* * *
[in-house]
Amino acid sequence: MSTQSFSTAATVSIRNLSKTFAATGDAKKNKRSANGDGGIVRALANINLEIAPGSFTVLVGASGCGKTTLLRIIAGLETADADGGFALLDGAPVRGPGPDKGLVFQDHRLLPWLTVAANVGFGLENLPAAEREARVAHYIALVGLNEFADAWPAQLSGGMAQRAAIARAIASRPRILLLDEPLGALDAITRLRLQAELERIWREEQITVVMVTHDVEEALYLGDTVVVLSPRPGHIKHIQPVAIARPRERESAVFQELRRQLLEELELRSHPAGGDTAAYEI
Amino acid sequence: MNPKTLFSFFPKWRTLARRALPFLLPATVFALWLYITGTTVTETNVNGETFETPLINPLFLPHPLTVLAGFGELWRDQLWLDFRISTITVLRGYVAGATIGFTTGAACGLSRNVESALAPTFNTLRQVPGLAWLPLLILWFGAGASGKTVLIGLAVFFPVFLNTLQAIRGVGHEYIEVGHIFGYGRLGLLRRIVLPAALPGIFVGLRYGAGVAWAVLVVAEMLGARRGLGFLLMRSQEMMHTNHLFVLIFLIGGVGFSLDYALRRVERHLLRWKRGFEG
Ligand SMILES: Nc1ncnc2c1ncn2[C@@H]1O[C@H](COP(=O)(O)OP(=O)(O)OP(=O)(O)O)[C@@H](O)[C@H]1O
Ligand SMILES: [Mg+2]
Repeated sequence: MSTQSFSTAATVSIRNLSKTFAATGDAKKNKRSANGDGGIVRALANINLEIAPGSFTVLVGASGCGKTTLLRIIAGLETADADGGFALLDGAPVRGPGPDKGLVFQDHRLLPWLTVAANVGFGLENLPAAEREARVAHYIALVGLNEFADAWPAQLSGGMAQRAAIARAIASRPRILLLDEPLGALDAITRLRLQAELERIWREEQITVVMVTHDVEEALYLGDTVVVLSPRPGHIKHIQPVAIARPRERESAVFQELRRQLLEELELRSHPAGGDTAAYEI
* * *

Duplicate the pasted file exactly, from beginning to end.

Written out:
[in-house]
Amino acid sequence: MSTQSFSTAATVSIRNLSKTFAATGDAKKNKRSANGDGGIVRALANINLEIAPGSFTVLVGASGCGKTTLLRIIAGLETADADGGFALLDGAPVRGPGPDKGLVFQDHRLLPWLTVAANVGFGLENLPAAEREARVAHYIALVGLNEFADAWPAQLSGGMAQRAAIARAIASRPRILLLDEPLGALDAITRLRLQAELERIWREEQITVVMVTHDVEEALYLGDTVVVLSPRPGHIKHIQPVAIARPRERESAVFQELRRQLLEELELRSHPAGGDTAAYEI
Amino acid sequence: MNPKTLFSFFPKWRTLARRALPFLLPATVFALWLYITGTTVTETNVNGETFETPLINPLFLPHPLTVLAGFGELWRDQLWLDFRISTITVLRGYVAGATIGFTTGAACGLSRNVESALAPTFNTLRQVPGLAWLPLLILWFGAGASGKTVLIGLAVFFPVFLNTLQAIRGVGHEYIEVGHIFGYGRLGLLRRIVLPAALPGIFVGLRYGAGVAWAVLVVAEMLGARRGLGFLLMRSQEMMHTNHLFVLIFLIGGVGFSLDYALRRVERHLLRWKRGFEG
Ligand SMILES: Nc1ncnc2c1ncn2[C@@H]1O[C@H](COP(=O)(O)OP(=O)(O)OP(=O)(O)O)[C@@H](O)[C@H]1O
Ligand SMILES: [Mg+2]
Repeated sequence: MSTQSFSTAATVSIRNLSKTFAATGDAKKNKRSANGDGGIVRALANINLEIAPGSFTVLVGASGCGKTTLLRIIAGLETADADGGFALLDGAPVRGPGPDKGLVFQDHRLLPWLTVAANVGFGLENLPAAEREARVAHYIALVGLNEFADAWPAQLSGGMAQRAAIARAIASRPRILLLDEPLGALDAITRLRLQAELERIWREEQITVVMVTHDVEEALYLGDTVVVLSPRPGHIKHIQPVAIARPRERESAVFQELRRQLLEELELRSHPAGGDTAAYEI